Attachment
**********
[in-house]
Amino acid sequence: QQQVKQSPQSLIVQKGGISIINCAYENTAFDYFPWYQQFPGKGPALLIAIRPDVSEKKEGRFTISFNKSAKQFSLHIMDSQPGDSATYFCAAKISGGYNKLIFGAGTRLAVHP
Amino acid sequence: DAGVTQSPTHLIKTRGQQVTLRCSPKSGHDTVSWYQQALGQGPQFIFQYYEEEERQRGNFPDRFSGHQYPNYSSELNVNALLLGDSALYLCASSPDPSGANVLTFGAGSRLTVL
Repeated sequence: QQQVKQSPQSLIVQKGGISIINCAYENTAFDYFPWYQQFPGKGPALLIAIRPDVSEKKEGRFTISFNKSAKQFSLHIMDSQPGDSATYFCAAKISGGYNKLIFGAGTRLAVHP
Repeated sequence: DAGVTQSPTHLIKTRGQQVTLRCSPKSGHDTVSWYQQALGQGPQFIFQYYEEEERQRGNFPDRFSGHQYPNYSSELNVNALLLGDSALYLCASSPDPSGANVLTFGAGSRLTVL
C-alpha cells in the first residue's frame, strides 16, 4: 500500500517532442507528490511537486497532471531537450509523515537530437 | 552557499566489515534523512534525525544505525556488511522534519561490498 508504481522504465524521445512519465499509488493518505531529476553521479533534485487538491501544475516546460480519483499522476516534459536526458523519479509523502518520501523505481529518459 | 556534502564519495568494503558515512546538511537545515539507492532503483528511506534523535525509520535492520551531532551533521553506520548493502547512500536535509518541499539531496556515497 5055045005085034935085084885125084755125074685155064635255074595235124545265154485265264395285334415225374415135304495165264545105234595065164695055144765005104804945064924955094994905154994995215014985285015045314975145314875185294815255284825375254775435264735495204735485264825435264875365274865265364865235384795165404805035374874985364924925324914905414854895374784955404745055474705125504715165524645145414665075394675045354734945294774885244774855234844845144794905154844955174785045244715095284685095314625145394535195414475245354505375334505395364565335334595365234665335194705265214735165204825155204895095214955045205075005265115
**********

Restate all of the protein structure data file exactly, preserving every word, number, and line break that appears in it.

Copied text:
[in-house]
Amino acid sequence: QQQVKQSPQSLIVQKGGISIINCAYENTAFDYFPWYQQFPGKGPALLIAIRPDVSEKKEGRFTISFNKSAKQFSLHIMDSQPGDSATYFCAAKISGGYNKLIFGAGTRLAVHP
Amino acid sequence: DAGVTQSPTHLIKTRGQQVTLRCSPKSGHDTVSWYQQALGQGPQFIFQYYEEEERQRGNFPDRFSGHQYPNYSSELNVNALLLGDSALYLCASSPDPSGANVLTFGAGSRLTVL
Repeated sequence: QQQVKQSPQSLIVQKGGISIINCAYENTAFDYFPWYQQFPGKGPALLIAIRPDVSEKKEGRFTISFNKSAKQFSLHIMDSQPGDSATYFCAAKISGGYNKLIFGAGTRLAVHP
Repeated sequence: DAGVTQSPTHLIKTRGQQVTLRCSPKSGHDTVSWYQQALGQGPQFIFQYYEEEERQRGNFPDRFSGHQYPNYSSELNVNALLLGDSALYLCASSPDPSGANVLTFGAGSRLTVL
C-alpha cells in the first residue's frame, strides 16, 4: 500500500517532442507528490511537486497532471531537450509523515537530437 | 552557499566489515534523512534525525544505525556488511522534519561490498 508504481522504465524521445512519465499509488493518505531529476553521479533534485487538491501544475516546460480519483499522476516534459536526458523519479509523502518520501523505481529518459 | 556534502564519495568494503558515512546538511537545515539507492532503483528511506534523535525509520535492520551531532551533521553506520548493502547512500536535509518541499539531496556515497 5055045005085034935085084885125084755125074685155064635255074595235124545265154485265264395285334415225374415135304495165264545105234595065164695055144765005104804945064924955094994905154994995215014985285015045314975145314875185294815255284825375254775435264735495204735485264825435264875365274865265364865235384795165404805035374874985364924925324914905414854895374784955404745055474705125504715165524645145414665075394675045354734945294774885244774855234844845144794905154844955174785045244715095284685095314625145394535195414475245354505375334505395364565335334595365234665335194705265214735165204825155204895095214955045205075005265115